Despite the gnawing, grinding emotional pressure of spending so much time with my family lately, I've been chugging along with my job/postdoc applications. I even managed to keep up (sorta) with my theory reading. However, my writing has been neglected of late, particularly the article that feels like it's in permanent drafting mode. Now that I've got about three weeks of lead time before the next application deadline, I feel free to think about other matters for at least a few minutes. I finally paid some attention to my article draft, got it to a reasonable point, and sent it to a few of my grad-school advisors for their review. Yeah, I know, that should only take six months to receive, but even so! Maybe now I can work on something else with a clear conscience....like maybe a book manuscript? I have my little chapter outline that I've been showing to potential funders and employers; perhaps it's time that I actually began to create chapters to match.
You know, I'm not sure why this question never came firmly into my mind before, but I'd guess it had something to do with being an advanced grad student a year ago who couldn't really imagine teaching anyone except undergrads. Here's the question:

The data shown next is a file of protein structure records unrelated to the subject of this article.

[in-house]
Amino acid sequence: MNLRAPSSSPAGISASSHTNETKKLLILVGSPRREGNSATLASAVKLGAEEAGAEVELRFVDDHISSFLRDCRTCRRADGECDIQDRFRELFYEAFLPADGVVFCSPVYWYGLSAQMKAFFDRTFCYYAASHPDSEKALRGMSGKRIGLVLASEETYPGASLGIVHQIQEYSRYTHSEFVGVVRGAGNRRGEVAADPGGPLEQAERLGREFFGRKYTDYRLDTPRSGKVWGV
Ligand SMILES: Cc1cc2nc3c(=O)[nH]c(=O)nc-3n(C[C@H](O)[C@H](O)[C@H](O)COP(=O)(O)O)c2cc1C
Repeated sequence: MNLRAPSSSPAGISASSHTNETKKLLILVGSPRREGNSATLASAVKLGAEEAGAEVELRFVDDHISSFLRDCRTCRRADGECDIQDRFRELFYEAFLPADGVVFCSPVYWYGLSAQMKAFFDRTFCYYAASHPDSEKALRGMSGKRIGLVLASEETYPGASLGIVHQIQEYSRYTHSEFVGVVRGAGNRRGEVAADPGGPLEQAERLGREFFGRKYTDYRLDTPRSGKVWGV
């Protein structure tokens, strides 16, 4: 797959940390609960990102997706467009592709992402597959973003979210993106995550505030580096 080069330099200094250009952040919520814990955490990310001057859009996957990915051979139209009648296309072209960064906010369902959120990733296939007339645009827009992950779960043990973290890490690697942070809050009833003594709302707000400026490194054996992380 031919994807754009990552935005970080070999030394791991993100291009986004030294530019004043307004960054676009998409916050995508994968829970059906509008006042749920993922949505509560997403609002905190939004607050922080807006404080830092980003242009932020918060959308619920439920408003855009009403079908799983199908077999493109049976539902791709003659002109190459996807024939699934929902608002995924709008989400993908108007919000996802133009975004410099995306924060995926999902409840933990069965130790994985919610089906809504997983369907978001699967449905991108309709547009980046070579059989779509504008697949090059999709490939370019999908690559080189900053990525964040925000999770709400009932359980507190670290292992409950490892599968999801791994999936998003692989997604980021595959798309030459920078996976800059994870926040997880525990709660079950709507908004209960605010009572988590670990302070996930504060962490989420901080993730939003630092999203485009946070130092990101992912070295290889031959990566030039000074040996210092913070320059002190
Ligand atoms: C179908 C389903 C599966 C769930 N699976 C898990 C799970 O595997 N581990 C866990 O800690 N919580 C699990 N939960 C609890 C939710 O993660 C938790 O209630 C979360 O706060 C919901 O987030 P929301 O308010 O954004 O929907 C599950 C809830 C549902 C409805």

How do you differentiate between courses you'd offer to undergrads, and those you'd offer to grad students?
Aside from a few basic meat-and-potatoes courses that one expects to teach in most departments — Introduction to Complexification Studies*, History of Complexification Theory, etc. — I'm not sure what hiring committees expect candidates to display in their syllabus portfolios. I've designed a bunch of syllabi that, for the most part, I envisioned as courses for undergrad majors who had already taken intro-level stuff. The trick here is that I have a fantastic undergrad alma mater (if I say so myself), where major-level course material was reliably challenging, and professors expected us to sweat out tough readings and essays. But that was a tiny elite school at which such work was par for the course. My experience at DOU has taught me that not every place can (or even should) operate like that.
So now I'm wondering: how do other academics decide that one syllabus is a doughty, drink-your-coffee advanced undergrad course, and another is sufficiently difficult and weighty that it should only be offered as a graduate course? I really don't know how much material is too much to expect for one group or another, not having actually taught these syllabi yet. The only comparative example I have seen is History of Complexification Theory, which I took as both an undergrad and a grad student. The difference there — sharp as it was! — was mostly one of degree rather than kind: more readings, more primary sources, more reaction papers, more participation at the grad level.